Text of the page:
When Los Angeles Dodgers historian Mark Langhill spoke at the South Pasadena Library a few weeks ago, he brought along a few surprises: three 12X18 historic baseball photos to be auctioned off as a fundraiser for the Friends of South Pasadena Library. I was lucky enough to see these sweet pictures the other day, and as a baseball fan I was prompted to distract head librarian Steve Fjeldsted, grab the pictures and run. Instead, I just grabbed this shot as the photos lay spread out on the library conference room table.

The photos include a beautiful autographed press box shot of Vin Scully, an autographed photo of Duke Snider wearing his classic Brooklyn Dodger uniform and an amazing black and white shot (printed from the original negative!) of Sandy Koufax, John Kennedy and Wes Parker clinching the National League pennant at Dodger Stadium on October 2, 1965. This particular photo is autographed by Parker and former Dodger outfielder Lou Johnson, who would hit the winning home run in the decisive World Series Game 7 at Minnesota, landing the Dodgers a championship. (Go Dodgers!)

The minimum bid for each photo is $75. Bids are currently being accepted by email only and must be received before midnight on March 31, 2011. Just email . Please refer to the photos in your email as: (1) Scully, (2) Snider, and/or (3) Parker & Johnson. Make sure to include your name, daytime phone number, email address, and your bid(s) for one or more photographs. Winning bidders will be notified around April 1, 2011. A Letter of Authenticity will be provided with every photo.

The Friends of South Pasadena Library is a nonprofit support group whose efforts have helped our library to become our town's artistic and cultural center. Funds raised by the Friends pay for library programs, acquisitions, art, furniture and -- of course -- books. (You can read more about the art and activities at the library by checking out my latest column at South Pasadena Patch.)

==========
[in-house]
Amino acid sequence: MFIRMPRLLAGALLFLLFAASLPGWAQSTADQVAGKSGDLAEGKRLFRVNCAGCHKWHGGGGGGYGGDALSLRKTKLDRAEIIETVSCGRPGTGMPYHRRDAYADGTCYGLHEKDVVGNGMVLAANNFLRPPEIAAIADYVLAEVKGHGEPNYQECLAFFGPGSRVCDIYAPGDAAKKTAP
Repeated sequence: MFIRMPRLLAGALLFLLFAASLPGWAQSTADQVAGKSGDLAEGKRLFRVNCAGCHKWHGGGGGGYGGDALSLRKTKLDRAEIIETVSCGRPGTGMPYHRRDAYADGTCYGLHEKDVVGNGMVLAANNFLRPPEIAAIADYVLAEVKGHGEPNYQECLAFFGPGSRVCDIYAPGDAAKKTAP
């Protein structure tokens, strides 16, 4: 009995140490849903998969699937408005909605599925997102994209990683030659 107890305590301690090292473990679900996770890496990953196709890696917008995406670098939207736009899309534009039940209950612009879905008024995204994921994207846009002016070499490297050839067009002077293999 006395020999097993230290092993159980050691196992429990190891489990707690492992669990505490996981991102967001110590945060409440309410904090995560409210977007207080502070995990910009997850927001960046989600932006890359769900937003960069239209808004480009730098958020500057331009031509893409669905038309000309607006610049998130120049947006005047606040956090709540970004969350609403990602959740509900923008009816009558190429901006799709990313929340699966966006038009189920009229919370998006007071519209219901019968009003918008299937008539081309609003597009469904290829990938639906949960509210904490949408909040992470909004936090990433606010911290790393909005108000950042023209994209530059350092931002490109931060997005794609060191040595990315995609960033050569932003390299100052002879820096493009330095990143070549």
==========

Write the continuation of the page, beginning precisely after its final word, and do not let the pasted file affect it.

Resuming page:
UPDATE: Thanks to the several readers who emailed me with the sad news that Duke Snider passed away this past Sunday in Escondido. He was 84.

Wednesday, March 2, 2011

Trick of the Light

This is my last shot from the mysterious (and wonderful) sunset moments last week as a winter storm approached. I've already shown off with two lucky shots of the colorplay in the southern sky. Here is a different vantage point looking north, toward Pasadena, where the San Gabriel Mountains are shrouded in clouds and the trees along Arroyo Drive look like gold baubles on dark blue velvet. Ah, Nature!

Tuesday, March 1, 2011

Personal Favorite

Today is the first day of the month and that means it's Theme Day for participating City Daily Photo bloggers. This month's theme is Your Favorite Part of Town.

Well that's a no-brainer!

Long-time readers of GOSP know I have a love affair with the South Pasadena Public Library. Not only is it one of the most picturesque of our historic buildings, it's one of the most vibrant, energetic, artistic parts of the city. As a matter of fact, I feature the art, architecture and activities of the library in my column this week at South Pasadena Patch. (It should post sometime today before lunchtime.)

Stay tuned for more information on upcoming library events. And to visit my fellow bloggers' favorite local haunts, be sure to take a look at today's Theme Day offerings. Click here to view thumbnails for all participants